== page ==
Thrips

Three thips on a leaf

These tiny, slender insects feast on the sap from flower buds, causing strangely deformed blooms. These overwintering insects hide dormant in leaf litter, bark mulch, and decaying plant debris. They wake up in early spring, ready to eat and lay eggs.

Spotted Lanternflies

Group of spotted lanternflies on tree bark.

These striking, damaging moth-like pests are highly invasive and do hundreds of millions of dollars in damage to our crops annually. Spotted scarlet flight wings are covered by translucent tawny wings at rest, looking pink. Spotted lanternflies lay egg masses that survive winter protected by a waxy secretion.

Cabbage Moths

Up close view of top of cabbage moth on leaf

These 1.5-inch-long moths do severe crop damage to a wide range of diverse fruit and vegetable crops yearly. The pupae, known as cabbage loopers, survive winter by staying in the soil or in cocoons attached to host plants. These damaging overwintering pests also migrate as adults to avoid the cold.

Stink Bugs

Stink bug on a plant in a garden.

This brown-speckled, shield-shaped insect is invasive and found throughout the country. Stink bugs feed on fruits and vegetables, emitting a burnt-tire stench when they feel threatened. These foul-smelling bugs overwinter in our homes, finding small chinks in door frames and siding.

What Are the Signs of an Overwintering Pest Infestation?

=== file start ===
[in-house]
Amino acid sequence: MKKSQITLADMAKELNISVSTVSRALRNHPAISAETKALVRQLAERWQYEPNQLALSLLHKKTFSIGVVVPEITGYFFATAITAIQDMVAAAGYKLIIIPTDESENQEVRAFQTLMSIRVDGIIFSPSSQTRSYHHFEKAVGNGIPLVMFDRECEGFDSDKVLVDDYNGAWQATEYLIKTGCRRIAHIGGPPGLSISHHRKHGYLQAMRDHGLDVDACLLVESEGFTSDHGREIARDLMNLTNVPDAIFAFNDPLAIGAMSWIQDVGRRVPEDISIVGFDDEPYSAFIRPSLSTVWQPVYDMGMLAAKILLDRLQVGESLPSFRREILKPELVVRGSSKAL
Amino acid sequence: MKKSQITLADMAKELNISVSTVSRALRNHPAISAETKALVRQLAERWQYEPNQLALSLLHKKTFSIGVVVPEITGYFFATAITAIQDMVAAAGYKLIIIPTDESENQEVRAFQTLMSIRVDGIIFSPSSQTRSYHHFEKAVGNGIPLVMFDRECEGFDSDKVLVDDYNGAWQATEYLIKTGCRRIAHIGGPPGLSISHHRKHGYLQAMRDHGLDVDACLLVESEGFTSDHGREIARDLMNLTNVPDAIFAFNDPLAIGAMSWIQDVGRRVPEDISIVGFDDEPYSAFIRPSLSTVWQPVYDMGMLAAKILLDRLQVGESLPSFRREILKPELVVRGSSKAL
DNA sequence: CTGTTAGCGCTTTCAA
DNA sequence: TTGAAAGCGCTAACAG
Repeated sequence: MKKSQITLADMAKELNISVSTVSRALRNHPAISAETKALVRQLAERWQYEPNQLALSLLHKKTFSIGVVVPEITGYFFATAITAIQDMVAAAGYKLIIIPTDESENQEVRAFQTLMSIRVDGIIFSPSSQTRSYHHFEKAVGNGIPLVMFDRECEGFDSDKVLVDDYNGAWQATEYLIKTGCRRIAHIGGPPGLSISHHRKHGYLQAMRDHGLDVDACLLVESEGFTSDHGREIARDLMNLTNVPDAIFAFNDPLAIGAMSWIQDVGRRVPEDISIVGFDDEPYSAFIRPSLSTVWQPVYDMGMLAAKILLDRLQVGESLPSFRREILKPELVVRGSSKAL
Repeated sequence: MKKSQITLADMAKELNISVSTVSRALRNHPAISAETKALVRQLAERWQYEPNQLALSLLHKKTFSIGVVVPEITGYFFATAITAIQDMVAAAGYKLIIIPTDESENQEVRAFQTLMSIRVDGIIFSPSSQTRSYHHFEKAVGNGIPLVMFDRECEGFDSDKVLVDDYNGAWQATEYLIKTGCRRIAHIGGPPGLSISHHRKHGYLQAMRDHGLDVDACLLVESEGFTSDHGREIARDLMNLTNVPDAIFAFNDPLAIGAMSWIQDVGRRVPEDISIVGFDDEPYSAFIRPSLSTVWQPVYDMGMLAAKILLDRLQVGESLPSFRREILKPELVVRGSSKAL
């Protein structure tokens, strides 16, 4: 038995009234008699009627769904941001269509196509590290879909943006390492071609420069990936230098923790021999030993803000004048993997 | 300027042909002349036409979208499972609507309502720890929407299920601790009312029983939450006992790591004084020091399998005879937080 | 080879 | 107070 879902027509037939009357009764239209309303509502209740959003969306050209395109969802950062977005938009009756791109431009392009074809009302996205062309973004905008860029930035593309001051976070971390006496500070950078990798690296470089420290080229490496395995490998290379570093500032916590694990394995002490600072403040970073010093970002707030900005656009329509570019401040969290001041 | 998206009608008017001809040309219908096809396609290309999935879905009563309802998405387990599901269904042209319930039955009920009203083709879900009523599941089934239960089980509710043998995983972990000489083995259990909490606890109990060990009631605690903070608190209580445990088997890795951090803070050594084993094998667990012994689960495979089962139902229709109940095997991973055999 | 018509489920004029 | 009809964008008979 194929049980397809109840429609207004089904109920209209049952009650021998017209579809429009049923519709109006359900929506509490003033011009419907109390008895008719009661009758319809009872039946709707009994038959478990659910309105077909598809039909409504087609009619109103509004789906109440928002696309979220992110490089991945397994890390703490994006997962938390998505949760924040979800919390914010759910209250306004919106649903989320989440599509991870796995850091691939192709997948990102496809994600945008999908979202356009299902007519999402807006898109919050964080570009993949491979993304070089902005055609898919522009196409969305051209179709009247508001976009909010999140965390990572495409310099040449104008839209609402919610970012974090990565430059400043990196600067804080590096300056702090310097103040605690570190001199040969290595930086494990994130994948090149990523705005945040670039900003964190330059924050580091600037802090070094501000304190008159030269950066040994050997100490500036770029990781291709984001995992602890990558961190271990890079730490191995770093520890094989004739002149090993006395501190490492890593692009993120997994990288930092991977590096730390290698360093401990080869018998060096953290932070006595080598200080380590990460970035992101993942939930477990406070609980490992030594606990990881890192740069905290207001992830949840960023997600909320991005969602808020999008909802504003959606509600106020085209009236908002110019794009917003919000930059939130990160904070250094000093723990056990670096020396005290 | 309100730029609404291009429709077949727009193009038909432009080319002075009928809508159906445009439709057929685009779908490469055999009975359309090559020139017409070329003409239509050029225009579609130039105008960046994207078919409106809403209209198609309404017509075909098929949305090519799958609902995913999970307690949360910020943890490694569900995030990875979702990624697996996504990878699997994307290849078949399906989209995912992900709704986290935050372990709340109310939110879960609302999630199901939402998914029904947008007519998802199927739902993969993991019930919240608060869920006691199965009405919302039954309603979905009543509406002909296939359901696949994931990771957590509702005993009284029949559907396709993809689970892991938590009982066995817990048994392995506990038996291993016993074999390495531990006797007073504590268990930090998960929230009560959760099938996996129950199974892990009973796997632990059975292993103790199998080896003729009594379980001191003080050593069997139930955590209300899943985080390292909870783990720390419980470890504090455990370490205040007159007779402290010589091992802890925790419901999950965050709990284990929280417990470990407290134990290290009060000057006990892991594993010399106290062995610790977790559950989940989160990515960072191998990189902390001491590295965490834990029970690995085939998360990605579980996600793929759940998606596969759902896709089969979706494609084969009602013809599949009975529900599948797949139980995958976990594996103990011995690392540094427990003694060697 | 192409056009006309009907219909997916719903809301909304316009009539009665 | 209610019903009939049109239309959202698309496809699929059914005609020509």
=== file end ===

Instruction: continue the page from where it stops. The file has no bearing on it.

With so many overwintering insects, winter pest control is crucial to an effective year-round strategy. Unfortunately, most people won’t notice any signs of overwintering pests unless the bugs move into the house! Dirty yellow or brown stains along your baseboards or furniture are a sign of stink bugs. If your houseplants develop a sticky residue on their leaves, look at the underside for whiteflies. Often, the clearest sign that you have pests overwintering on your property is robust populations of those insects come spring.

Things You Need to Do to Protect Beneficial Winter Insects

Beneficial insects are invaluable. They are made up of pollinating species and those that prey on pests. About 75% of flowering plants and nearly 40% of crops around the world depend on pollinators like bees, wasps, moths, butterflies, and ladybugs. For many reasons, our pollinators are in severe decline, and they need the support of home gardeners. Unfortunately, most of the care that supports beneficial insects in winter, like leaving leaf litter and weeds in place, also helps overwintering pests. One step you can take to control the pests and protect the beneficials is to hire professional pest control like Mosquito Joe®. Our service professionals take extraordinary care to leave pollinators and other beneficial insects unharmed while targeting garden pests.

Keep Your Winter Garden Pest-Free Without Harming Beneficial Winter Insects

Eliminating overwintering insects interrupts the pests’ life cycles, significantly reducing the springtime population. Mosquito Joe performs comprehensive pest control services, including winter treatments, each one conducted with sensitivity for beneficial insects.

Trust your property to Mosquito Joe. The Neighborly Done Right Promise™ and the Mosquito Joe Guarantee backs all our work because the job isn’t done until it’s done right.

Request a free quote today, or call your local pest control experts. We’ll get those overwintering insects to bug off!

Back